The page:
And "In conclusion, it appears that peripheral neuropathy is a common side effect of chronic treatment with DCA. Only by studies of nerve conduction can such treatment be adequately monitored. Serial nerve conduction studies of untreated patients and patients treated with DCA would be valuable to determine the incidence and natural history of peripheral neuropathy in mitochondrial disease."
The reference and abstract of this paper is below:
1. Spruijt L, Naviaux RK, McGowan KA, et al: Nerve conduction changes in patients with mitochondrial diseases treated with dichloroacetate. Muscle Nerve 24:916-924, 2001, PMID: 11410919.
Serial measurements of nerve conduction velocities and amplitudes were performed in 27 patients with congenital lactic acidemia over 1 year of sodium dichloroacetate (DCA) administration. Patients were treated with oral thiamine (100 mg) and DCA (initial dose of 50 mg/kg) daily. Nerve conduction velocity and response amplitude were measured in the median, radial, tibial, and sural nerves at 0, 3, 6, and 12 months, and plasma DCA pharmacokinetics were measured at 3 and 12 months. Baseline electrophysiologic parameters in this population were generally below normal but as a group were within 2 standard deviations of normal means. Although symptoms of neuropathy were reported by only three patients or their families, nerve conduction declined in 12 patients with normal baseline studies, and worsening of nerve conduction occurred in the two who had abnormalities at baseline. Peripheral neuropathy appears to be a common side effect during chronic DCA treatment, even with coadministration of oral thiamine. Nerve conduction should be monitored during DCA treatment.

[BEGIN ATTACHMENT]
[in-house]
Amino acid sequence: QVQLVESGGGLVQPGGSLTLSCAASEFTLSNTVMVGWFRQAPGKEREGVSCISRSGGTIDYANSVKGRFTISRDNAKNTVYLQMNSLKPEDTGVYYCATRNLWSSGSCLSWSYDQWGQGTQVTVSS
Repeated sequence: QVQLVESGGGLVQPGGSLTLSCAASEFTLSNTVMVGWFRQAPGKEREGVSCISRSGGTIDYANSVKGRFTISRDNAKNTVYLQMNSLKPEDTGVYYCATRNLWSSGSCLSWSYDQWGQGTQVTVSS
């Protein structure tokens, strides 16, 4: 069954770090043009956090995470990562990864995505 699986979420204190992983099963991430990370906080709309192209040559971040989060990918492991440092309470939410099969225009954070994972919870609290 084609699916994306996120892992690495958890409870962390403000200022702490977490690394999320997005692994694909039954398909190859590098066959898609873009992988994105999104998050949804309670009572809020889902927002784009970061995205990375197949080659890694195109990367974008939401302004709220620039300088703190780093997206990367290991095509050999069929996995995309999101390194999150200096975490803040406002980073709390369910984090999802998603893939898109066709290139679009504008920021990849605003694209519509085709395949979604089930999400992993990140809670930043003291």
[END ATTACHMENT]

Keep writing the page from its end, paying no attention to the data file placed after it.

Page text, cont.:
The vast majority of those using DCA in human therapy conclude that only by stopping the DCA can the neurologic abnormalities be improved.
The bottom line is that there is no clear evidence of what is important to use with DCA to either enhance activity or lessen toxicity.
If anyone has medical literature or some form of proof of efficacy please share it with me. Our protocol which will be carried out in the Bahamas will use coffee containing chlorogenic acid and caffeine, and also use benfotiamine, R-lipoic acid. The benfotiamine also contains a small amount of thiamine. BUT…. the only reason that these agents are being used is that in the few cases where we have obtained medical records of DCA efficacy, the patients used these "adjuncts". This is anecdotal information and nothing more at this time.
If anyone can add clarity to this discussion, I would be highly grateful.
Stephen B. Strum, MD
Board Certified Medical OncologistApril 28, 2012 at 9:03 pm #4304
I get 600mg vitamine B1 with 10 mg/kg/day DCA for 5 days/week by two months and have good results for neuropathy.
I think urgent research is needed about the four PDK isoenzymes: you may take a look at my post http://www.thedcasite.com/dca-forum/topic/high-reading